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030 IMPACT OF INTER-HOSPITAL TRANSFER FOR PRIMARY PERCUTANEOUS CORONARY INTERVENTION ON SURVIVAL (10 108 STEMI PATIENTS FROM THE LONDON HEART ATTACK GROUP)
  1. D A Jones1,
  2. D I Bromage1,
  3. K S Rathod1,
  4. P Lim2,
  5. G Virdi3,
  6. A J Jain1,
  7. S Singh Kalra4,
  8. T Crake5,
  9. P Meier5,
  10. Z Astroulakis2,
  11. C Dollery5,
  12. M Ozkur5,
  13. R Rakhit6,
  14. C J Knight1,
  15. M C Dalby7,
  16. I S Maliq8,
  17. N Bunce2,
  18. M Whitbread3,
  19. A Mathur1,
  20. S Redwood9,
  21. P A MacCarthy4,
  22. A Wragg1
  1. 1 Barts Health NHS Trust
  2. 2 St Georges Hospital
  3. 3 London Ambulance Service NHS Trust
  4. 4 Kings College Hospital
  5. 5 Heart Hospital, University College London Hospitals
  6. 6 Royal Free Hampstead NHS Trust
  7. 7 Harefiled Hospital, Royal Brompton and Harefield NHS Trust
  8. 8 Imperial College Healthcare NHS Trust
  9. 9 Guys and St Thomas' Hospital

    Abstract

    Background Primary percutaneous coronary intervention (PCI) is the preferred reperfusion strategy in patients with ST-segment elevation myocardial infarction (STEMI). We evaluated whether direct transfer to a cardiac centre performing primary percutaneous coronary intervention (PPCI) leads to improved survival compared with transfer via a non-PPCI performing hospital in STEMI patients in a regional network.

    Table 1

    Methods This was an observational cohort study of 10 108 patients with STEMI treated with PPCI between 2004 and 2011 at eight tertiary cardiac centres across London, UK. Patient's details were recorded at the time of the procedure into the British Cardiac Intervention Society (BCIS) database. Outcome was assessed by all-cause mortality. Anonymous datasets from the eight centres were merged for analysis. The primary end-point was all-cause mortality at a median follow-up of 3.0 years (IQR range 1.2–4.6 years).

    Results 6492 patients (64.2%) were transferred directly to a PCI performing centre (direct) and 3616, (35.8%) were transferred via a non-PCI performing centre (indirect). There were higher rates of previous MI and previous CABG in the indirect group, with higher rates of poor LV function in the direct group (table 1). Median time to reperfusion (symptom to balloon) in transferred patients was 58 min longer compared to patients admitted directly (p<0.001). However, symptom to first hospital door times were similar. Transferred patients had significantly lower rates of infarct-related artery (IRA) TIMI 0 flow (54.5% vs 62.9%, p<0.0001) and higher rates of IRA TIMI 3 flow (17% vs 10.7%, p>0.0001) at presentation compared to those transferred directly.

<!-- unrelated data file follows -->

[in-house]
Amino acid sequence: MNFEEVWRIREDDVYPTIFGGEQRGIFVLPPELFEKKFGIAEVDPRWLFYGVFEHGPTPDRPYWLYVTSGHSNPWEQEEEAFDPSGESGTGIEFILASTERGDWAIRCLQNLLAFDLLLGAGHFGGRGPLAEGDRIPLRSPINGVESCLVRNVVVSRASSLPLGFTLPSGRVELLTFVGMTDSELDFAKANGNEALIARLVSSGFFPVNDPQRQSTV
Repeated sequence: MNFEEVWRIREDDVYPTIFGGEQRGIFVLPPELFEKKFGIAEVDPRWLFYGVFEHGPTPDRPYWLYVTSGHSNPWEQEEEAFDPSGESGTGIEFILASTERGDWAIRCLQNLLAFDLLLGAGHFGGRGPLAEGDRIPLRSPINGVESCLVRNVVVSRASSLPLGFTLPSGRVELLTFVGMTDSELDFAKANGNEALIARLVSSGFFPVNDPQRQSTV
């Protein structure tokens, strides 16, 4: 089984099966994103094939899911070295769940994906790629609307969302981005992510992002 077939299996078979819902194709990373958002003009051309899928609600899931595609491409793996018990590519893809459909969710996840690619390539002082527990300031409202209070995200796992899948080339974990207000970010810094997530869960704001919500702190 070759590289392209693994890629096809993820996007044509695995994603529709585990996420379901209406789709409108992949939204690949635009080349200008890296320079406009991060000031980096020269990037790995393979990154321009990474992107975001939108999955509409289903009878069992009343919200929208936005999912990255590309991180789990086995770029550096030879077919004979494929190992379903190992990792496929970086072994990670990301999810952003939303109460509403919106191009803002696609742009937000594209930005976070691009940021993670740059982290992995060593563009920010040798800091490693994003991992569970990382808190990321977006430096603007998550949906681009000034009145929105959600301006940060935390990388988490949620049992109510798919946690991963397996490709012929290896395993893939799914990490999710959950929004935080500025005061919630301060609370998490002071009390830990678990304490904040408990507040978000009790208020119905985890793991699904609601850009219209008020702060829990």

Kaplan-Meier analysis demonstrated no significant difference in mortality rates between patients with and without transfer (12.3% direct vs 14.3% indirect, p=0.060). Age-adjusted Cox analysis revealed inter-hospital transfer for PPCI was associated with all cause mortality (HR 0.89 (95% CI 0.79 to 0.99)), however this was not maintained after multivariate adjustment (HR 0.84 (95% CI 0.62 to 1.14)).

    Figure 1

    Kaplan-Meier curves showing cumulative probability of all-cause mortality after PPCI according to transfer strategy.

    Conclusions In this large registry survival appear comparable in patients with STEMI admitted directly versus transferred for primary PCI. This is despite longer symptom to balloon times. This unexpected finding may reflect the earlier initiation of medical therapy (eg, anti-platelets and GpIIb/IIIa receptor inhibitors) and earlier pharmacological reperfusion, reflected by lower IRA TIMI 0 rates at angiography in the patients transferred from a non-PCI hospital.

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